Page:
DEFINITON• In construction, underpinning is the process of strengthening and stabilizing the foundation of an existing building or other structure.
Reasons for Underpinning• The original foundation is simply not strong or stable enough.• The usage of the structure has changed.• The properties of the soil supporting the foundation may have changed (possibly through subsidence) or were mischaracterized during design.
• The construction of nearby structures necessitates the excavation of soil supporting existing foundations.• It is more economical, due to land price or otherwise, to work on the present structures foundation than to build a new one.
Process Of Underpinning• Underpinning is accomplished by extending the foundation in depth or in breadth so it either rests on a more supportive soil stratum or distributes its load across a greater area. Use of micropiles and jet grouting are common methods in underpinning. An alternative to underpinning is the strengthening of the soil by the introduction of a grout. All of these processes are generally expensive and elaborate.
Types of Underpinning• Mass Concrete Underpinning• Beam and base underpinning• Mini-piled underpinning
Mass Concrete Underpinning• Also known as traditional underpinning, This underpinning method strengthens an existing structures foundation by digging boxes by hand underneath and sequentially pouring concrete in a strategic order. The final result is basically a foundation built underneath the existing foundation. This underpinning method is generally applied when the existing foundation is at a shallow depth, however, the method still works very well even at fifty feet deep. The method has not changed since its inception with its use of utilitarian tools such as shovels and post hole diggers. Heavy machinery is not called for in this method due to the tight nature of the boxes being dug.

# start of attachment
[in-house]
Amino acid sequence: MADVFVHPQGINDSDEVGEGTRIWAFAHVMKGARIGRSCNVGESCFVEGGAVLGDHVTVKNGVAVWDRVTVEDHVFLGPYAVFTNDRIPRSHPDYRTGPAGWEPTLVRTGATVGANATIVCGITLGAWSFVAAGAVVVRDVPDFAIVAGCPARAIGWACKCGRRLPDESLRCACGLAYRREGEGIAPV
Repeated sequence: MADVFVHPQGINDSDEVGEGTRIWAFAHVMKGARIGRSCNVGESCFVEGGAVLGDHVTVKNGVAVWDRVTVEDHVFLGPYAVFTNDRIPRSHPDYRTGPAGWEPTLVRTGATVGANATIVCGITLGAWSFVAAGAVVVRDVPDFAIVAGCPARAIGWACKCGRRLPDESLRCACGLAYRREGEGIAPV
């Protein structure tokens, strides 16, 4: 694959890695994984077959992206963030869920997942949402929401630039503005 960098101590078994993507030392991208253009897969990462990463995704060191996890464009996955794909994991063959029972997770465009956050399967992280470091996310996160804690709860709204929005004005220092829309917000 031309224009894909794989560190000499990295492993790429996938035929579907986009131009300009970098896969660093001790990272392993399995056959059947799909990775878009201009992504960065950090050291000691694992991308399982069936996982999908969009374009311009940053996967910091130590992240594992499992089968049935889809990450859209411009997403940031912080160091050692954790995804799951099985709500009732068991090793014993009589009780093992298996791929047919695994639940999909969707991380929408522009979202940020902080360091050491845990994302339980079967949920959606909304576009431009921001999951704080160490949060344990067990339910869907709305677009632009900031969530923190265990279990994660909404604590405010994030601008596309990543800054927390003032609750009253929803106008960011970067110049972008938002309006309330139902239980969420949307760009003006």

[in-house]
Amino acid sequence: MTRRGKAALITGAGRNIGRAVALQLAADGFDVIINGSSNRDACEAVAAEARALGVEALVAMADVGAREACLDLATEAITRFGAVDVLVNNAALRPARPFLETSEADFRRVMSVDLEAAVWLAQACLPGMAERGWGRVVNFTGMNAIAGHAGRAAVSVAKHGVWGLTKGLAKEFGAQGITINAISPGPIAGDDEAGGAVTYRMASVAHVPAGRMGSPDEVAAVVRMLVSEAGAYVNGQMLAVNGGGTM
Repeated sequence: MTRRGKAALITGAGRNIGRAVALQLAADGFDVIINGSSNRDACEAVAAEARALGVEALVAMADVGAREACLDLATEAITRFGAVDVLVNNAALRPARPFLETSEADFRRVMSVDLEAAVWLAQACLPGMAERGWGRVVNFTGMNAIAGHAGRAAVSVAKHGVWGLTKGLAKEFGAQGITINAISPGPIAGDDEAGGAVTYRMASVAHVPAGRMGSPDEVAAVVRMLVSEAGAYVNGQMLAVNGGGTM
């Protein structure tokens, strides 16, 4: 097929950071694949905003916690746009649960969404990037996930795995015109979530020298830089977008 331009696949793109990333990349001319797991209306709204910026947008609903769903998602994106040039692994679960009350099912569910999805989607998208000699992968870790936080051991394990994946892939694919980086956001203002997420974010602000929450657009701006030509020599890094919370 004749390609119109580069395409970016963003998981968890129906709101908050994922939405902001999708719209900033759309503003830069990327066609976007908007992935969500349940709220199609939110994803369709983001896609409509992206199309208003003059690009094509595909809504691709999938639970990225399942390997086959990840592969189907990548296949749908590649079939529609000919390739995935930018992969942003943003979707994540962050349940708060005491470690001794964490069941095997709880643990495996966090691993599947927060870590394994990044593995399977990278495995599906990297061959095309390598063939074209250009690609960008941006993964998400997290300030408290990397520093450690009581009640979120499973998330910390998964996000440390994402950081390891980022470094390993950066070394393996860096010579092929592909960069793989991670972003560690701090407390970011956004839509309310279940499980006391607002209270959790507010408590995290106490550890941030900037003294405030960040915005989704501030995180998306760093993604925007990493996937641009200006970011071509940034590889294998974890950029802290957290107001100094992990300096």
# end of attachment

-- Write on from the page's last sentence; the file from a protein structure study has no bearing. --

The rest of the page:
Beam and base underpinning• The beam and base method of underpinning is a more technically advanced adaptation. A reinforced concrete beam is constructed below, above or in replacement of the existing footing. The beam then transfers the load of the building to mass concrete bases, which are constructed at designed strategic locations. Base sizes and depths are dependent upon the prevailing ground conditions. Beam design is dependent upon the configuration of the building and the applied loads
Mini-piled underpinning• Mini-piles have the greatest value where ground conditions are very variable, where access is restrictive.Mini-piled underpinning is generally used when the loads from the foundations need to be transferred to stable soils at considerable depths - usually in excess of 5.0 metres. Mini-piles may either be augured or driven steel cased, and are normally between 150mm and 300mm in diameter.
Underpinning the foundations of a railway bridge using a timber box crib to support the bridge. A completed concrete pad underpinning can be seen at the bottom right.]